Mr WATSON - I am aware of that. The right honorable gentleman asked me what I should have done had I been a Minister, and I am pointing out that all the departmental papers are at his command. The Question involved is not a highly technical one. It is simply one relating to administrative capacity. Surely one could form an opinion on that question without prying into every detail of the life of Captain. Barton' or of his subordinates. The sole question is whether, in view of the resources at his disposal, Captain Barton has done the best for Papua. I contend, with all deference to the opinion of others, that that is a question which could be settled by Ministers in Cabinet on information already at their command.

Sir John Forrest - I have never heard am,thing against Captain Barton.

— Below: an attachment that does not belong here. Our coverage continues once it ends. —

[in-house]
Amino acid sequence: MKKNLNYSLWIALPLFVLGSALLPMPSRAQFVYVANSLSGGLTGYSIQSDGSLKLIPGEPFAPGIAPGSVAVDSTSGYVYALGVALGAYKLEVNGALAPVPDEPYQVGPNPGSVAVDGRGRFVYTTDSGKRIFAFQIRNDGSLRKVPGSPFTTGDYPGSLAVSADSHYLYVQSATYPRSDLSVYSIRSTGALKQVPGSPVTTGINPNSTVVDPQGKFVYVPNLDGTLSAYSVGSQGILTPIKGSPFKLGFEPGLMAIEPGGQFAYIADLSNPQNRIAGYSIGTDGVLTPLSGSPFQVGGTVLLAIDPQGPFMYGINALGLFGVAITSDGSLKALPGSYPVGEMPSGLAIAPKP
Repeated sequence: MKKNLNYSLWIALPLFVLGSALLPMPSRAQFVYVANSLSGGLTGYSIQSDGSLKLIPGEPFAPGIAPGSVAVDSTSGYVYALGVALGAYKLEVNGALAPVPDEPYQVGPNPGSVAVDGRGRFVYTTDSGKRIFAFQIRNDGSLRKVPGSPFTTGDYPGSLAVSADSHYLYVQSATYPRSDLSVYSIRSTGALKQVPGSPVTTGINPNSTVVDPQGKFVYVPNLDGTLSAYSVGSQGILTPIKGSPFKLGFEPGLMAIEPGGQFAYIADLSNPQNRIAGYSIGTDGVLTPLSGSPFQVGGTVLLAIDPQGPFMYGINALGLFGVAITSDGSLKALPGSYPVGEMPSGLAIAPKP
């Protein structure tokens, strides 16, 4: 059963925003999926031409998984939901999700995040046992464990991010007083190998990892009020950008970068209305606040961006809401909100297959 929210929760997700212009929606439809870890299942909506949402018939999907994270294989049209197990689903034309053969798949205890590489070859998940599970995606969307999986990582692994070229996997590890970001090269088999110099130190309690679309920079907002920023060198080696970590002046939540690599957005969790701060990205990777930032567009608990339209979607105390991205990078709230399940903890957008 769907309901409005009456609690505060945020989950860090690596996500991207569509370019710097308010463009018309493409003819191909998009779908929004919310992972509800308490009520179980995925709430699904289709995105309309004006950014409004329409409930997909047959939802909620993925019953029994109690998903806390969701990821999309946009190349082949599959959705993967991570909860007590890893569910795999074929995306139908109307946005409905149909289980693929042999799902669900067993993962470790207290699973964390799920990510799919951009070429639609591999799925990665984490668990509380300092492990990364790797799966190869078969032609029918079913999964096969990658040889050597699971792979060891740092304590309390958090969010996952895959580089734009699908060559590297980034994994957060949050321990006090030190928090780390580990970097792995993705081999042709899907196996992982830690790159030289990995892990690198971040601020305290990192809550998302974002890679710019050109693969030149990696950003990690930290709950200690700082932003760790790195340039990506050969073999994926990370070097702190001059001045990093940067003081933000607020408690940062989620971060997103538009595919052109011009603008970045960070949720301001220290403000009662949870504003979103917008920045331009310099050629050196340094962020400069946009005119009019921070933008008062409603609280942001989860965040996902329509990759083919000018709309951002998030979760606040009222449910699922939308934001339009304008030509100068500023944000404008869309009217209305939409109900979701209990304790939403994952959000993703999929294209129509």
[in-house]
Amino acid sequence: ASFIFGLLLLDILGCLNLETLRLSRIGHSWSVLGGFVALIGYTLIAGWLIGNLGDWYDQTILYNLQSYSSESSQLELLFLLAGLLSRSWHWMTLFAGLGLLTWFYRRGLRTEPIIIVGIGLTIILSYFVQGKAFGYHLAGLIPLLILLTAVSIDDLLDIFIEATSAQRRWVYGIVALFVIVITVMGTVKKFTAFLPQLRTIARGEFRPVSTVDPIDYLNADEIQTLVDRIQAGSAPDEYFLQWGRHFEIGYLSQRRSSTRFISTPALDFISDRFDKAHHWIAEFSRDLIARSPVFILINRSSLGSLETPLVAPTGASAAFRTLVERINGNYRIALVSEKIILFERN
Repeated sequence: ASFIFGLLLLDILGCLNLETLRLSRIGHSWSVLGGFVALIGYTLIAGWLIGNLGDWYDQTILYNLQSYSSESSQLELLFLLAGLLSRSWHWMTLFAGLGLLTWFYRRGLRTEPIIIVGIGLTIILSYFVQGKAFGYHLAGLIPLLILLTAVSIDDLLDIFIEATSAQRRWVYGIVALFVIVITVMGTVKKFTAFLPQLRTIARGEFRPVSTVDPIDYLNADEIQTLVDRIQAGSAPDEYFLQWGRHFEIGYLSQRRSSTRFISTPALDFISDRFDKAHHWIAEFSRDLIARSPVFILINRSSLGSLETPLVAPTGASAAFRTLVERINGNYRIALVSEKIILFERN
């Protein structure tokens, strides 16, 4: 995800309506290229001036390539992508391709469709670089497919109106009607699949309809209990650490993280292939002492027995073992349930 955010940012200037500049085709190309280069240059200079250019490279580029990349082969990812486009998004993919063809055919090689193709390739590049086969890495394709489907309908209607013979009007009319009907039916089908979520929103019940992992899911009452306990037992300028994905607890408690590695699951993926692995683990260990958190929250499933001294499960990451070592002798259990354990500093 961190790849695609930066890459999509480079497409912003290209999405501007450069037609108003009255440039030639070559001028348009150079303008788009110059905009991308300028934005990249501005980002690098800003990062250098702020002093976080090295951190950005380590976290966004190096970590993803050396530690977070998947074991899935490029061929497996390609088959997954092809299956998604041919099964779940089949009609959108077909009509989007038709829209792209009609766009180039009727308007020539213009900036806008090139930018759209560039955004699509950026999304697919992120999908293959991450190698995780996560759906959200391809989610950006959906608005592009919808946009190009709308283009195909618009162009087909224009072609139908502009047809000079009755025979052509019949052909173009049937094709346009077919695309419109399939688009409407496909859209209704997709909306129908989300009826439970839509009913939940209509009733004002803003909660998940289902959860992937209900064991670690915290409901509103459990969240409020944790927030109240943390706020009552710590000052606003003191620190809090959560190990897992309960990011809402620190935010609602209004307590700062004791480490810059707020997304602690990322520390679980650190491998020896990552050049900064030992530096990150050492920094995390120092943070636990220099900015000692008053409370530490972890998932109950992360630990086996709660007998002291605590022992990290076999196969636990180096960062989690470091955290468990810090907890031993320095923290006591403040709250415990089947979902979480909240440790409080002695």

Mr WATSON - I have not heard anything against him personally, but the right honorable gentleman's hearing must be defective if he has not caught the sound of serious complaints in regard to the general administration of Parma.

Sir John Forrest - I have heard that some people wish to get rid of Captain Barton in order to put some one else in his elace.

Mr WATSON - If that is the only point involved, why have not the Government confirmed Captain Barton's appointment? Why have thev bothered about the appointment of a Commission? I should honour the Government for confirming the appointment of Captain Barton if thev were convinced that he was a good man, capable of doing excellent work, and deserving of the position of Administrator.

Sitting suspended from 6.30 to 7.30 p.m.